order to stay critical at the 1,5 degree target, while maintaining the competitiveness. It means becoming fossil free and CO2 neutral, and transforming from a linear to a circular economy – contributing to a sustainable society within the planetary boundaries.
The platform visualizes and initiates research within and across the areas of product development, industrialization & production, innovation & business models, and enabling technologies aiming for industrial transformative applications. Digitalization and circularity are emphasized as important means for operationalization across the areas. Fundamental is the systems’ view and the emphasis on creating industrial ability and capability to transform. The platform facilitates interaction between expertise at KTH and external partners within academia, public organizations and industry. The platform sets out to pilot innovative academic tools to serve the scope, and includes also the knowledge transformation within industry (professional education).

The new KTH research platform adds to the existing five ones on Transport, Materials, Energy, Life Science, and Digitalization. See KTH Industrial Transformation Platform | KTH
For Maximum Impact, Universities must play to their strengths
Times Higher Education (UK)
The positive impact of universities on society has never been clearer than during the Covid-19 pandemic. University graduates are delivering treatments on the frontlines. University research is being applied by governments to inform lockdown decisions and, in collaboration with pharmaceutical companies, to develop vaccines. For so many different strands of university activity to come together synergistically is rare. For the impact to be so visible to the public is even rarer.

Public recognition of what universities do underpins their societal mandate. In the face of increasing marketisation and deregulation, that societal mandate has been challenged. Universities are continually being asked to demonstrate their impact. As a result, attempts to measure impact are proliferating.
National assessments in the UK, Australia and elsewhere include impact components. Times Higher Education has launched impact rankings (with Elsevier). The University of MelbourneKing’s College London and the University of Chicago recently proposed a new framework to measure, evaluate and promote the societal impact of universities. There are international organisations dedicated to the topic, such as the Network for Advancing and Evaluating the Societal Impact of Science.

These initiatives all take us forward. But none have yet fully cracked the code because measuring impact is notoriously difficult. Societal impact – such as longer life expectancy, reduced carbon emissions and job-creating inventions – typically takes decades to be realised through complex, iterative processes undertaken by disparate actors. And meaningful indicators are elusive, often focusing retrospectively on activities (such as educating students) and outputs (such as counting articles) rather than outcomes. Impact frameworks, often based on case studies, are vulnerable to criticism for being subjective, qualitative, incomplete and not scalable.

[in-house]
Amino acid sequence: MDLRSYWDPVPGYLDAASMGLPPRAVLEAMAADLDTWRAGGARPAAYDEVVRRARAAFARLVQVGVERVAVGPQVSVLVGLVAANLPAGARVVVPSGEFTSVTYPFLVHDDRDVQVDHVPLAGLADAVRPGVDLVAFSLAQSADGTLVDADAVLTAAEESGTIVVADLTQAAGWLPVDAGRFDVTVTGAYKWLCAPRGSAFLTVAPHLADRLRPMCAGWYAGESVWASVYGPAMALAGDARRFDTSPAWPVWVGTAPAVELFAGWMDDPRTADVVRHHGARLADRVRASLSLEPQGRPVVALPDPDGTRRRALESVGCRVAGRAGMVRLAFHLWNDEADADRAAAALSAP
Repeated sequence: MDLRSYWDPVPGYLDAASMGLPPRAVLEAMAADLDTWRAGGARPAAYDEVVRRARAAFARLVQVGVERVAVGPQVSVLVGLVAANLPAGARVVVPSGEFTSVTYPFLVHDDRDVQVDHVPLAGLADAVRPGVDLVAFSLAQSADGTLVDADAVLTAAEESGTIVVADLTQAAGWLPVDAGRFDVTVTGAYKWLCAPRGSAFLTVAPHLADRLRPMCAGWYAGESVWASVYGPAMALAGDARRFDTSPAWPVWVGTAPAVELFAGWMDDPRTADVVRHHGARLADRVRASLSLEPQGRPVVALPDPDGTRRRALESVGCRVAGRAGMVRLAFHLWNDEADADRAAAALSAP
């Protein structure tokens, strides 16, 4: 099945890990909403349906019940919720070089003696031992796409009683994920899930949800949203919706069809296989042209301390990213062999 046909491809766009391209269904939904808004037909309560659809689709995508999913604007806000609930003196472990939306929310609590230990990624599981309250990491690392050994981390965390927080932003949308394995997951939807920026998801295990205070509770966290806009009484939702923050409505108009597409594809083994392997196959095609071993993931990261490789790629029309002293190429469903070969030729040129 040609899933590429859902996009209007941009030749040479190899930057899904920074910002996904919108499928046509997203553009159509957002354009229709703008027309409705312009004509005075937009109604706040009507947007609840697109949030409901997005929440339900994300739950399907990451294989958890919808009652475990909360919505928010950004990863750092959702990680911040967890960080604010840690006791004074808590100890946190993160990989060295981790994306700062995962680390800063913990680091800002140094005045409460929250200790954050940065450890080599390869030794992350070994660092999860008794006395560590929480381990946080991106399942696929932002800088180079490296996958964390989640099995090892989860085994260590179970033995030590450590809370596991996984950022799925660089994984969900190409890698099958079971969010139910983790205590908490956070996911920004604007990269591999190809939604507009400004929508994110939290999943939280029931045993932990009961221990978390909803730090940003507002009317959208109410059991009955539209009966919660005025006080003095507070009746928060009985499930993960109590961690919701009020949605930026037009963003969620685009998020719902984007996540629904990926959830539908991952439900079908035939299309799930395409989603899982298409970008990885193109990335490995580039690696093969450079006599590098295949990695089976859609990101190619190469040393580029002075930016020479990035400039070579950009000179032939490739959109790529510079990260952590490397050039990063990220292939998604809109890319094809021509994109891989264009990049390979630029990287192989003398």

Addressing these challenges is essential and collaboration will be key to success. In this spirit, the University of Tasmania (UTAS) and Elsevier agreed to share data, analytics and expertise to develop an approach aimed at maximising UTAS’ impact on Tasmania but that can also be applied anywhere else. Read the full article here

Impact of Science

A 3-day Conference on the Transformative Power of Research
23-25 June 2021, Cape Town, South Africa (also online available)
More From our members
Using Policy Labs as a process to bring evidence closer to public policymaking: a guide to one approach
Saba Hinrichs-Krapels et al. 2020
While robust evidence is one ingredient in the policymaking process, it is by no means the only one. Engaging with policymakers and the policymaking process requires collaborative working models, navigating through the experiences, values and perspectives of policymakers and other stakeholders, as well as communicating evidence in an accessible manner.
As a response to these requirements, over recent years there has been proliferation of activities that engage producers of evidence (specifically, academics), policymakers, practitioners, and the public in policy formulation, implementation and evaluation.